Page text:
“This situation is rapidly moving, decisions will need to be taken quickly”, Mr Barr said.

Earlier this afternoon, Education Minister Yvette Berry had acknowledged the efforts of all school staff and communities including teachers, cleaners and ancillary staff for the work they have done in keeping the ACT’s schools “calm confident and happy” as the COVID crisis unfolds.

“Schools are already conducting online learning through mathematics and reading eggs and these can be continued at home online”, Ms Berry said. “The ACT school system is ready and prepared to transition to an alternate teaching method should the decision be made.

“We are well placed for that shift, and we have invested significantly in devices across the school system to ensure we have that digital capability”.

Ms Berry said the Education Directorate was also working closely with independent schools and the Catholic school system to ensure that outcomes aligned.

All school principals will be participating in teleconferencing to ensure this and Mr Barr said that the ACT was not holding back regarding school closures but participating in a national decision. Consideration is also being given to special measures for the children of health care workers.

“In the weeks and months ahead, I cannot stress enough the seriousness of the situation for our country, for our city”, Mr Barr said.

Every decision at every level of government would be painful and would have an impact on the city’s way of life. But Mr Barr said all Canberrans needed to act together as a community.

“Take physical distancing measures seriously. Don’t be close unnecessarily. Avoid all non-essential travel. Wash hands regularly and often, or the consequences will be dire.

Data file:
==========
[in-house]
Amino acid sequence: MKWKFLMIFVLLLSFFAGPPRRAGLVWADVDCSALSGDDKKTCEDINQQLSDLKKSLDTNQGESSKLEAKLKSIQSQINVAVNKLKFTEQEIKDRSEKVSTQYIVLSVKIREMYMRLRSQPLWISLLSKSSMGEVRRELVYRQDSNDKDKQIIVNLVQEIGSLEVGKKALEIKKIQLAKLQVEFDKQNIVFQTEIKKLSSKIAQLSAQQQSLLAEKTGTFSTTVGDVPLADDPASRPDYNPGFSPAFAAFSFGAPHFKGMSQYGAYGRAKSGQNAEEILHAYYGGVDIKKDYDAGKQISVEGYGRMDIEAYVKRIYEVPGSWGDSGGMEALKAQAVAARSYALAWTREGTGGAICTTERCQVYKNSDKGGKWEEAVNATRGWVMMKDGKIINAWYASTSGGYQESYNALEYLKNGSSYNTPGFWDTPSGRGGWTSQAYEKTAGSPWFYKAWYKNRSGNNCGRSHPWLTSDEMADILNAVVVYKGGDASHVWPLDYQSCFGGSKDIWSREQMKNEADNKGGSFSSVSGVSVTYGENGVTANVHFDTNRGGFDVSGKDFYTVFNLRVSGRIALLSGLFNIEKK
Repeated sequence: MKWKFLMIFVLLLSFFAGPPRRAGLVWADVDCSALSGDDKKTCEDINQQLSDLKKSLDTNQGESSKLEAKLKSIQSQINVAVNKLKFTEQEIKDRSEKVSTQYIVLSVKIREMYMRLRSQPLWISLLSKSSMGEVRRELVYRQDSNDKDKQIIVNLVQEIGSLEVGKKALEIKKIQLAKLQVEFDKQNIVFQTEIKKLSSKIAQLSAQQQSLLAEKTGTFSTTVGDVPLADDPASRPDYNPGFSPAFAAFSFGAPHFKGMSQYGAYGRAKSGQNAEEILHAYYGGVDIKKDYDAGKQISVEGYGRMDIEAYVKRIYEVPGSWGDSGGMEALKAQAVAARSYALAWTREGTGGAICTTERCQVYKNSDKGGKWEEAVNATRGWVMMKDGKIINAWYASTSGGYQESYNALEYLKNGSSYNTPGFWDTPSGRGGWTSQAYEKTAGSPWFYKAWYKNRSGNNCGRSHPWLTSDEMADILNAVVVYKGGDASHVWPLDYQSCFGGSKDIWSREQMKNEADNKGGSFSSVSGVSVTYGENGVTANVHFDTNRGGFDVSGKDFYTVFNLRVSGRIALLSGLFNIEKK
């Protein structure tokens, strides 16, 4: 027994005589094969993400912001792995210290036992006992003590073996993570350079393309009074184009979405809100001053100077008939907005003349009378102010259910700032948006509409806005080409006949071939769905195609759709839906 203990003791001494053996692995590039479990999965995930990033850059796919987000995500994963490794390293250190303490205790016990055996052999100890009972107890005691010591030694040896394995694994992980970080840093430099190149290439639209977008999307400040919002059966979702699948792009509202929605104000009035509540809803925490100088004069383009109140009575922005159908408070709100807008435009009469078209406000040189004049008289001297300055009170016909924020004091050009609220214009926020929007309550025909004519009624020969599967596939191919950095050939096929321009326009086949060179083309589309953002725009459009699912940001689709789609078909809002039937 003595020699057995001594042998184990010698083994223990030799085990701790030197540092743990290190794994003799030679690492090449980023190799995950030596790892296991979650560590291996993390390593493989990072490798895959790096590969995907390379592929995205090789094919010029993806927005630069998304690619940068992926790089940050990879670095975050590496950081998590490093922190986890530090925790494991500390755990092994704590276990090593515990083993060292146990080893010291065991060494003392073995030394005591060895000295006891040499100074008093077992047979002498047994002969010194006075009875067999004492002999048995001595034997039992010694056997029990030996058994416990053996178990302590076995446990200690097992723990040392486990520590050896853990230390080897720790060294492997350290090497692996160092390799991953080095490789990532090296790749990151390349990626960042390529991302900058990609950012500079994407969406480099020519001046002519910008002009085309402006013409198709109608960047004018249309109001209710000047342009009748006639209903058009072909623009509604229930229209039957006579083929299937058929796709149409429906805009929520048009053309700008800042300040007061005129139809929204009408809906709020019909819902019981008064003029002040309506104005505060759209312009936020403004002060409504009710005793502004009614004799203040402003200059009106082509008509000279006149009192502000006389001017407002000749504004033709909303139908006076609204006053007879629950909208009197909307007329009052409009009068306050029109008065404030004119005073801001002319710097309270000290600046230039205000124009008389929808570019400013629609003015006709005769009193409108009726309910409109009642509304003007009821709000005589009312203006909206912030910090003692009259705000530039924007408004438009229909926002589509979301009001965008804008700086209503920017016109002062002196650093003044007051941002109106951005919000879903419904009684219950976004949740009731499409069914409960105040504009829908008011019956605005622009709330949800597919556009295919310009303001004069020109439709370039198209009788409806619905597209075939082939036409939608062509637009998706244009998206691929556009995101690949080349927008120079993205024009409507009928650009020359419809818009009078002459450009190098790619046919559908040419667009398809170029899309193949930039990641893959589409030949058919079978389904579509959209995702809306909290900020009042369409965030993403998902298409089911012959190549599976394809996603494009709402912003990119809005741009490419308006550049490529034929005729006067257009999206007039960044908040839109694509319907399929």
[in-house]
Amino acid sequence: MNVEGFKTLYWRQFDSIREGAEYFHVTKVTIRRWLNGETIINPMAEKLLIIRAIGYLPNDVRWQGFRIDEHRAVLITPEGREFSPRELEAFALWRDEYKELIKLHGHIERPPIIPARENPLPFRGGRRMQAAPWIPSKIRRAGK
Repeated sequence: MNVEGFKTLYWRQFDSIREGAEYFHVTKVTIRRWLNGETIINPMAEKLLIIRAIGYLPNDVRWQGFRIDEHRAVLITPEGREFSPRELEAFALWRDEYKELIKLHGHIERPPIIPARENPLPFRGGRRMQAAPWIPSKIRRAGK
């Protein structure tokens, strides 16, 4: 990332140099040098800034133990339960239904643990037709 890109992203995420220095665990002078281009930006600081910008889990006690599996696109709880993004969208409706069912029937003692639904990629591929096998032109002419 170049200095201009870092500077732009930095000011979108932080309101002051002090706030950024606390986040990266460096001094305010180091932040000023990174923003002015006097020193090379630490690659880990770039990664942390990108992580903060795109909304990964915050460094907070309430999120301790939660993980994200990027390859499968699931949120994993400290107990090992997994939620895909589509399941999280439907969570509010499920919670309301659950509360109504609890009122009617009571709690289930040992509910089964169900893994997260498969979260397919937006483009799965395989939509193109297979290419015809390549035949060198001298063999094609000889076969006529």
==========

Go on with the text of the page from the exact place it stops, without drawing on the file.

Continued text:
“This is an unprecedented situation. We must now all act together to ensure that we stop and slow the spread of this virus. I cannot stress how important it is that people adhere to these arrangements”.

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23 March 2020 4.40pm

Pupil free days from 24 March 2020 until school holidays

The ACT Minister for Education and Early Childhood announced that from Tuesday 24 March 2020 all ACT Public Schools will go pupil free until the school holidays, due to begin on Friday 10 April 2020.

ACT schools will remain open to students who need to attend. Schools will still be able to safely receive and provide learning for parents and carers engaged in essential services and unable to care for their children at home, as well as vulnerable children and those with additional needs. Essential service includes health workers, education workers, aged care workers and critical public service workers.

No child will be turned away.
More here:

What a great idea that was spending all that money on the tram rather than prioritising improvements to Canberra Hospital. Not!

It is impossible to be right in advance of disasters.
But, to go ahead with a ‘we hate cars’ investment, opposed b y the Productivity Commisssion when our public hospital system was already in crisis over delays, seems to me, a piece of unforgivable arrogance, by the Greens, and by Labour. Its effects on the public hospital system have been apparent for a good while, and Covid19 will ram the point home. More broadly, interconnection / interdependence will, at last, be seen as the serious risk factor that it has always been.
Tim Bailey